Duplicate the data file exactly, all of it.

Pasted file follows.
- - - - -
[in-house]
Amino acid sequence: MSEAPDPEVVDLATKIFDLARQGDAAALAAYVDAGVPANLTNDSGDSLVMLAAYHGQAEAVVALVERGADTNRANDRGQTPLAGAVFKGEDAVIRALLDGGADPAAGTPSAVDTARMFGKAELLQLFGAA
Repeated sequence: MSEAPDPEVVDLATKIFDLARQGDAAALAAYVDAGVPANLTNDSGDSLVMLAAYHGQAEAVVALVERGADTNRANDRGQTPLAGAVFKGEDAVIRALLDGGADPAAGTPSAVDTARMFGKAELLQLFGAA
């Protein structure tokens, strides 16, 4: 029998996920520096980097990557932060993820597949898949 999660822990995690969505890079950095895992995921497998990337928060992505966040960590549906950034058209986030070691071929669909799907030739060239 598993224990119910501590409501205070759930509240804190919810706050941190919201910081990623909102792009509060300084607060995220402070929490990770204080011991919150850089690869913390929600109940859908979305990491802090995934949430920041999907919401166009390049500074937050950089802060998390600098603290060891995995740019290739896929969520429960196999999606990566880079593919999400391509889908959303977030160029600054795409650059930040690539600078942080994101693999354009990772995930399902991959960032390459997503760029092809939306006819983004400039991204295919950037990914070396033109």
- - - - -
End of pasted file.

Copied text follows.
[in-house]
Amino acid sequence: MSEAPDPEVVDLATKIFDLARQGDAAALAAYVDAGVPANLTNDSGDSLVMLAAYHGQAEAVVALVERGADTNRANDRGQTPLAGAVFKGEDAVIRALLDGGADPAAGTPSAVDTARMFGKAELLQLFGAA
Repeated sequence: MSEAPDPEVVDLATKIFDLARQGDAAALAAYVDAGVPANLTNDSGDSLVMLAAYHGQAEAVVALVERGADTNRANDRGQTPLAGAVFKGEDAVIRALLDGGADPAAGTPSAVDTARMFGKAELLQLFGAA
């Protein structure tokens, strides 16, 4: 029998996920520096980097990557932060993820597949898949 999660822990995690969505890079950095895992995921497998990337928060992505966040960590549906950034058209986030070691071929669909799907030739060239 598993224990119910501590409501205070759930509240804190919810706050941190919201910081990623909102792009509060300084607060995220402070929490990770204080011991919150850089690869913390929600109940859908979305990491802090995934949430920041999907919401166009390049500074937050950089802060998390600098603290060891995995740019290739896929969520429960196999999606990566880079593919999400391509889908959303977030160029600054795409650059930040690539600078942080994101693999354009990772995930399902991959960032390459997503760029092809939306006819983004400039991204295919950037990914070396033109």